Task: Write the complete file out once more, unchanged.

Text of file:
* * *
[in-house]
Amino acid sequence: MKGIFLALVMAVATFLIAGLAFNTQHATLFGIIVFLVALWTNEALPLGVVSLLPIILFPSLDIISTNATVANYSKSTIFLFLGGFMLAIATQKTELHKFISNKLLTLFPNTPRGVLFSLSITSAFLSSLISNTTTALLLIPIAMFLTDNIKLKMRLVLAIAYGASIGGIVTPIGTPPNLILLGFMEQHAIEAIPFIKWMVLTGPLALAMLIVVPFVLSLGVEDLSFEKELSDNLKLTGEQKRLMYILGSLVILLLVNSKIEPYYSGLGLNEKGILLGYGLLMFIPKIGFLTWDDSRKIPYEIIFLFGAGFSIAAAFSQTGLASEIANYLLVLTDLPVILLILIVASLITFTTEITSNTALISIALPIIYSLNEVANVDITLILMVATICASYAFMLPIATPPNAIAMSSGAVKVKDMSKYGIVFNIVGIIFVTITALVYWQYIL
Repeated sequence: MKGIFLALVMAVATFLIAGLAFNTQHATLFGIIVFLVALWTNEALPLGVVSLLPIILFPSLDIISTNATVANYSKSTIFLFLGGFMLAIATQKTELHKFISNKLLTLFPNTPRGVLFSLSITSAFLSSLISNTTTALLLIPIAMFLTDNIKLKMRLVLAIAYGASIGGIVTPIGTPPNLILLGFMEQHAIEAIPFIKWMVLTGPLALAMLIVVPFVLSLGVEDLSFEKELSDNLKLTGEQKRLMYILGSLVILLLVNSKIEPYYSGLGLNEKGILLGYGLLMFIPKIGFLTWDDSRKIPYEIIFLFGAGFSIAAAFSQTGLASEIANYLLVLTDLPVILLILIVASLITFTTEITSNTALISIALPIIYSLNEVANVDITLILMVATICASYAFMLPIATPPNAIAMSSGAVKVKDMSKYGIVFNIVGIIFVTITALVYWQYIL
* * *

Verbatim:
[in-house]
Amino acid sequence: MKGIFLALVMAVATFLIAGLAFNTQHATLFGIIVFLVALWTNEALPLGVVSLLPIILFPSLDIISTNATVANYSKSTIFLFLGGFMLAIATQKTELHKFISNKLLTLFPNTPRGVLFSLSITSAFLSSLISNTTTALLLIPIAMFLTDNIKLKMRLVLAIAYGASIGGIVTPIGTPPNLILLGFMEQHAIEAIPFIKWMVLTGPLALAMLIVVPFVLSLGVEDLSFEKELSDNLKLTGEQKRLMYILGSLVILLLVNSKIEPYYSGLGLNEKGILLGYGLLMFIPKIGFLTWDDSRKIPYEIIFLFGAGFSIAAAFSQTGLASEIANYLLVLTDLPVILLILIVASLITFTTEITSNTALISIALPIIYSLNEVANVDITLILMVATICASYAFMLPIATPPNAIAMSSGAVKVKDMSKYGIVFNIVGIIFVTITALVYWQYIL
Repeated sequence: MKGIFLALVMAVATFLIAGLAFNTQHATLFGIIVFLVALWTNEALPLGVVSLLPIILFPSLDIISTNATVANYSKSTIFLFLGGFMLAIATQKTELHKFISNKLLTLFPNTPRGVLFSLSITSAFLSSLISNTTTALLLIPIAMFLTDNIKLKMRLVLAIAYGASIGGIVTPIGTPPNLILLGFMEQHAIEAIPFIKWMVLTGPLALAMLIVVPFVLSLGVEDLSFEKELSDNLKLTGEQKRLMYILGSLVILLLVNSKIEPYYSGLGLNEKGILLGYGLLMFIPKIGFLTWDDSRKIPYEIIFLFGAGFSIAAAFSQTGLASEIANYLLVLTDLPVILLILIVASLITFTTEITSNTALISIALPIIYSLNEVANVDITLILMVATICASYAFMLPIATPPNAIAMSSGAVKVKDMSKYGIVFNIVGIIFVTITALVYWQYIL